Why does the NIH need an armed police force and who oversees that police force?
It surprised me when I found out.
Could this be another example of bloated government expanding beyond it’s stated authority, I thought to myself?
Here is the stated mission of the NIH from their own website:
“NIH’s mission is to seek fundamental knowledge about the nature and behavior of living systems and the application of that knowledge to enhance health, lengthen life, and reduce the burdens of illness and disability.”
What makes them experts at investigation or police work?
My first thought was: The NIH is a scientific research organization. Why do they need police? What crack pot came up with this use of taxpayer money?
Is the idea that they need to enforce their knowledge of living systems? I don’t get it and haven’t since the first time I saw an NIH Police van with my own eyes in Hamilton MT is 2009.
But what really got my attention was the slogan painted on the side of the brand new black SUV in gold letters that said:
“Serving the NIH through Community Policing.”
Something about that slogan rubbed me the wrong way – like what happened to serve and protect. Why does the police force need to serve the NIH and not the people in the community, I thought?
Subsequently they have changed the slogan on the new SUV’s. I saw a current picture yesterday with the new version of the slogan:
“Serving the NIH through Community Oriented Policing”.
In May of 2009, I was surpised to see an armed NIH officer in the parking lot of the post office. In my mind, I asked myself, why do we need another police force? Why does the NIH need guns anyway?
Following up on that, the local jurisdiction of the NIH police force – in Hamilton Mt – is only authorized to “police” is a 35 acre research facility. Why do they need 15 officers? To my knowledge there is no local authority overseeing their “police force”.
Why not? What is their purpose? And on whose behalf?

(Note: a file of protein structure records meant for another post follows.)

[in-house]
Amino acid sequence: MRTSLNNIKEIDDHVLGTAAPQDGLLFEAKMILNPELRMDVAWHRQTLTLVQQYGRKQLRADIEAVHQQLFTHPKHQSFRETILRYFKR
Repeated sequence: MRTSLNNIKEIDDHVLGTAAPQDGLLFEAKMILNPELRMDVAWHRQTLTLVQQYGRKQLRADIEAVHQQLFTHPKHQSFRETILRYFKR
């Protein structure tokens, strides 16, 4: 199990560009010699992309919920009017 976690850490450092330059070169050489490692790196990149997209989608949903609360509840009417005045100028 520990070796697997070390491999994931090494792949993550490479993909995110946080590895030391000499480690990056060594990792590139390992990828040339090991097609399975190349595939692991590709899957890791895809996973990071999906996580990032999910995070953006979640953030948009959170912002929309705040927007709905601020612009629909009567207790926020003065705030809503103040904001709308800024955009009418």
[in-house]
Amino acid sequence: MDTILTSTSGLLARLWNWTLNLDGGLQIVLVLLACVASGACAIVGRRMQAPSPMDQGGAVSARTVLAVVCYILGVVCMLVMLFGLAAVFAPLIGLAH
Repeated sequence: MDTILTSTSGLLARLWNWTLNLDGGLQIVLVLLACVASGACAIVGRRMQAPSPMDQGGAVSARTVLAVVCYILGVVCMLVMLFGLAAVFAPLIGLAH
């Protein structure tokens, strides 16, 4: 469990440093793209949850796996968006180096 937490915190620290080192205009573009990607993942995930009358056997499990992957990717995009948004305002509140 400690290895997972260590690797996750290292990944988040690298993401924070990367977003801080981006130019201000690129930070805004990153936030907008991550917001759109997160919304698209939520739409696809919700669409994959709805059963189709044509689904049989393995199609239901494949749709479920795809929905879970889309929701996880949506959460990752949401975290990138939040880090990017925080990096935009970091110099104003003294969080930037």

There is no way, a private entity could ever function this way financially. To me this is just another example of a bloated, expanding govt – not to mention spending taxpayer dollars needlessly when we don’t have the money.
A couple of officers, ok – maybe – but 15?
Why does a town of 3700 people need with 15 local police officers, 29 Sheriff Deputies and 15 NIH police?
I just found a link to the ICMA (International City/County Management Association) website survey results. The survey results reflect the print and online responses of 1,263 local government respondents from across the nation.
Personnel per 1,000 residents, the average number of uniformed sworn personnel for police is 2.16 and for fire is 1.60.
At 2.16 per thousand residents, that would be 2.1 x 3.7 = ~8 officers total. There are 59 – more than 7 times the national average and this is a rural community with a low crime rate.
This NIH police force was established in the event of terrorist activities after 9/11. First of all, it makes me wonder what is going on at the Rocky Mountain Lab that the locals may need to know about. What is going on there that might pose such a significant threat in the event of an attack? Secondly, if it is a national security issue I want Seal Team 6 (or some other elite group that is trained properly) there. Not bureaucrats with 9 mm’s and mini vans – especially 15 of them.
Something is rotten in Denmark and nobody is talking about it.
I think the NIH should stick to the politics of research funding and stay out of the security business, what do you think?
Why do I care about Hamilton, Montana,you might be asking? Well I lived there for 9 winters and have 7 grandchildren and two daughters that live there. It’s a beautiful community and I will always consider it my 2nd home – no matter where I am traveling or where else I stay.
Hamilton represents a metaphor for all the small towns in America with a core group of hard working, honest people who do the best they can every day. What happens there and happens to the people could happen anywhere. Only this is my family we’re talking about.
“It is the first responsibility of every citizen to question authority.” – Benjamin Franklin.
“Question authority.” – Socrates
These quotes apply today more than ever. I propose we all start asking a lot of questions – and demanding answers that make sense.